Tea is an interesting commodity in that it really is both widely sold online, and in brick-and-mortar stores. Whether you’re a die-hard tea enthusiast or lifetime tea drinker, or are just entering into the drink, you may be wondering whether it’s a better choice to buy through online retailers, or local tea shops.
Right here I give a guide to help you choose choice works best for you.
Pros and cons of purchasing online
Buying tea online has the advantage of opening up a staggering amount of variety. Nearly all tea companies have online stores, and with increased globalization, it is actually possible to find companies that direct-ship from countries of tea manufacturing, such as China or India. Shopping online also opens up the possibility for buying the top-quality loose-leaf artisan teas.
There are several disadvantages to online shopping. One is shipping; thankfully, for tea, this cost is usually relatively low, but it could be substantial when you only want to order a small amount. Online shopping is not suited for a small or casual purchase of a single item; it only makes sense for bulk ordering. When delivery overseas, where costs might operate as high as $15 for a box associated with teas, you need to make an even larger purchase to make the balance worthwhile.
An additional disadvantage is that the staggering amount of variety can be intimidating. How do you know what business to buy from when there are literally hundreds to choose from? And many of these companies, in turn, have hundreds of teas in their catalogs.
Buying online is best when you wish to buy a relatively large shipment of loose-leaf tea, when you already have a concept of what you are looking for, when you are price-conscious and want to get the best quality and the cheapest prices.
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Pros and cons of buying an the brick-and-mortar store
Local brick and mortar stores offer a very different sort of advantages over online buying. One is sampling: you can see, and often smell (and in some shops, even brew and taste) the products you are interested in, before buying them. The face-to-face contact with staff, often the owner within very small businesses, can be useful too, particularly if the employees are knowledgeable. Local businesses can also impart a sense of local community, so you’re not just buying green tea, but contributing to the local community in your city or town. And lastly, if you live near a business, it is easy to drop within casually for a quick, small buy of a single item.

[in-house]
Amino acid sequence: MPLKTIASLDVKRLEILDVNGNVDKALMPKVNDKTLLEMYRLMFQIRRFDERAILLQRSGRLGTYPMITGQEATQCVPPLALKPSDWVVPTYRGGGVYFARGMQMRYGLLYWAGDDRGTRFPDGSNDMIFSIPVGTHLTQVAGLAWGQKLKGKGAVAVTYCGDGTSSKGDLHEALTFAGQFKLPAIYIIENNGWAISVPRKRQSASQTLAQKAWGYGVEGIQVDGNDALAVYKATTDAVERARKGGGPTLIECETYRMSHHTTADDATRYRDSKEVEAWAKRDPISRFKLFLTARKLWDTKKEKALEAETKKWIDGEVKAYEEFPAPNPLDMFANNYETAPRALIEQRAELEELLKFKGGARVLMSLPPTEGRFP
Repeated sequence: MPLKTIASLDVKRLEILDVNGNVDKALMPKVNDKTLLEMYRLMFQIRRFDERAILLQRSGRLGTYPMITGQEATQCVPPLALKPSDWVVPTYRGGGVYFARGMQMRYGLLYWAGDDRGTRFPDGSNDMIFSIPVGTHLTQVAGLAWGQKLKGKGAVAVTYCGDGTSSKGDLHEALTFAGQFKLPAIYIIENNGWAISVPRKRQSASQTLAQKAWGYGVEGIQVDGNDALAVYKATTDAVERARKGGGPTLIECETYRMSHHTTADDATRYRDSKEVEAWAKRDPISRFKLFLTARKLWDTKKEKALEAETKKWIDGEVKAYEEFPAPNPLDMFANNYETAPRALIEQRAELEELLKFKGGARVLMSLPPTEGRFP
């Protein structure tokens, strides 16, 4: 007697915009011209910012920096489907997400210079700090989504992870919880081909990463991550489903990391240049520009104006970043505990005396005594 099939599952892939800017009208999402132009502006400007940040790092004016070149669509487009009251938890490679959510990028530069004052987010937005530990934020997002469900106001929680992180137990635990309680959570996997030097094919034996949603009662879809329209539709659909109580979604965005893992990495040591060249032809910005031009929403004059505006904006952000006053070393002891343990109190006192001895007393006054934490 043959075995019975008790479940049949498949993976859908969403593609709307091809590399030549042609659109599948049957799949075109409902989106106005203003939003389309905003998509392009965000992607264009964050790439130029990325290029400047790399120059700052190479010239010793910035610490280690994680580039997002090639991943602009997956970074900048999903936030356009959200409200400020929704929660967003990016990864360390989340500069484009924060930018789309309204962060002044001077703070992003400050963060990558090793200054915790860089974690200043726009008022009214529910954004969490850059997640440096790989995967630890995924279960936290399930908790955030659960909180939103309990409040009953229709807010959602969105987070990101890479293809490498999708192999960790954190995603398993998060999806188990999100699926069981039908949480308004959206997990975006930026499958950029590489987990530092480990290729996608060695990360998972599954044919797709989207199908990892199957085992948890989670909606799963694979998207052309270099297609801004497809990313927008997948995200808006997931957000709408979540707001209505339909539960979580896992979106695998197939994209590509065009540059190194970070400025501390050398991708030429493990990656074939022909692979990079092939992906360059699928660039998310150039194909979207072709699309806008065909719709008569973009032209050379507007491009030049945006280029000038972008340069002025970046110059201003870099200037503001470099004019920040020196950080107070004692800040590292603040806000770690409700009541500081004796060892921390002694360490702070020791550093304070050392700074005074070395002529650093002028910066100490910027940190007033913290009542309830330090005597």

The biggest disadvantage of local stores is lack of accessibility. Many people in the U. S. may live near any stores marketing good loose-leaf tea. Some stores might have a good selection, but not possess the best quality or freshness of their tea. Other tea shops might be great, but not cover the sort of item you’re looking for (British tea culture and Japanese tea culture, for example , can be pretty non-overlapping).
So what makes sense for me personally?
My quick answer would be: this will depend. It depends on what you’re looking for, and it depends upon where you live and what sorts of businesses are near you. Buying online is better for loose tea, the best quality, getting the best offers, and making large purchases. Buying locally is best for supporting your local neighborhood, having face-to-face interactions, seeing the product you’re getting up-close, and for producing small, casual purchases.
Alex Zorach is the founder and editor of RateTea, a social review web site for tea drinkers. The site has a wealth of information about different styles plus regions of production, lists of manufacturers, and reviews of specific tea, as well as local place reviews. Visit our tea map to find nearby businesses in your area.